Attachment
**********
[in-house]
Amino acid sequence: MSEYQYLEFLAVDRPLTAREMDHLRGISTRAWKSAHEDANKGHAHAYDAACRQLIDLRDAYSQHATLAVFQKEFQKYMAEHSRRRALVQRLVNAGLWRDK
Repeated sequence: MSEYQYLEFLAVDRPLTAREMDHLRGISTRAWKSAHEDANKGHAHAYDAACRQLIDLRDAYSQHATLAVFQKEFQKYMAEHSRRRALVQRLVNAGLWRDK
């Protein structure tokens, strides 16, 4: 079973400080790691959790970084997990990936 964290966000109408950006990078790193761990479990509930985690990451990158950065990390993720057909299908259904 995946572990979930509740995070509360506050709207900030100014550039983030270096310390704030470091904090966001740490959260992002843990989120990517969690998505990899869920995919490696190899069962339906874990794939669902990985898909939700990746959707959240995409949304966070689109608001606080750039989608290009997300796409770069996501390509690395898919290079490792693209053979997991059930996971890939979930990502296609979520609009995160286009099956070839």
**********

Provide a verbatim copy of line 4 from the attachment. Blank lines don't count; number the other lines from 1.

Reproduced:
């Protein structure tokens, strides 16, 4: 079973400080790691959790970084997990990936 964290966000109408950006990078790193761990479990509930985690990451990158950065990390993720057909299908259904 995946572990979930509740995070509360506050709207900030100014550039983030270096310390704030470091904090966001740490959260992002843990989120990517969690998505990899869920995919490696190899069962339906874990794939669902990985898909939700990746959707959240995409949304966070689109608001606080750039989608290009997300796409770069996501390509690395898919290079490792693209053979997991059930996971890939979930990502296609979520609009995160286009099956070839």